I have no voice
This morning I woke up, looked at the news and something strange happened: I suddenly felt completely empty. If you’ve followed this blog long enough you probably know how I feel about the current situation in the US. I’ve been consumed by dismay and a deepening sense of horror ever since the very first MAGA rallies. But as terrifying as these were in 2015-2016, the case could be made at that point for Clinton fatigue, for resentment towards a broken system and a willingness to gamble on Trump almost as a form of nihilistic resistance. It made no sense to me, personally, but I could still understand the undercurrents fuelling this reaction. I don’t anymore. That is, not unless I accept a reality too hard to bear—that humanity is incurious and willing to accept demagogues if they feed their egos and dangle fake shiny baubles. That we are unkind. That we haven’t learned a single thing from history.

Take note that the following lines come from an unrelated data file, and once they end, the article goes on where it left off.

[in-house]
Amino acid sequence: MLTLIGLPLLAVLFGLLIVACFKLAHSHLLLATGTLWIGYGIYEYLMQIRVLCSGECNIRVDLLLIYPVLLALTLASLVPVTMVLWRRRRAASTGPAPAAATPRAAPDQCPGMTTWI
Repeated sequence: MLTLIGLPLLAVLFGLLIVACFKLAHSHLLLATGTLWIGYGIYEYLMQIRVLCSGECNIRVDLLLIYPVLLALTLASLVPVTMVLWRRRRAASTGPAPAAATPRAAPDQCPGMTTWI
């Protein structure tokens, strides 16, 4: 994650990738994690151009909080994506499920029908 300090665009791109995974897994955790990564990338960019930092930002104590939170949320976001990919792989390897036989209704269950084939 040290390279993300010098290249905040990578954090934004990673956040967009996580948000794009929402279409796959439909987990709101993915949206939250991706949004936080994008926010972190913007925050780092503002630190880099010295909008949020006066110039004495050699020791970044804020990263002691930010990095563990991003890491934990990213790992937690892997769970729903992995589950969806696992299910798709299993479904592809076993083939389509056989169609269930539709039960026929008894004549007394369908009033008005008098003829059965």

On the eve of a watershed election in which I have no voice, I should be up in arms, devouring polls, biting my fingernails. And yet, nothing. I’ve turned off the screens. I’m looking away—I’ve seen and heard enough, I guess.
I published a short essay entitled RUBICON on KAGE today. Images shot in Vancouver last week, words I wrote over the last couple of days, in anticipation of tomorrow’s vote.
Here’s to hope.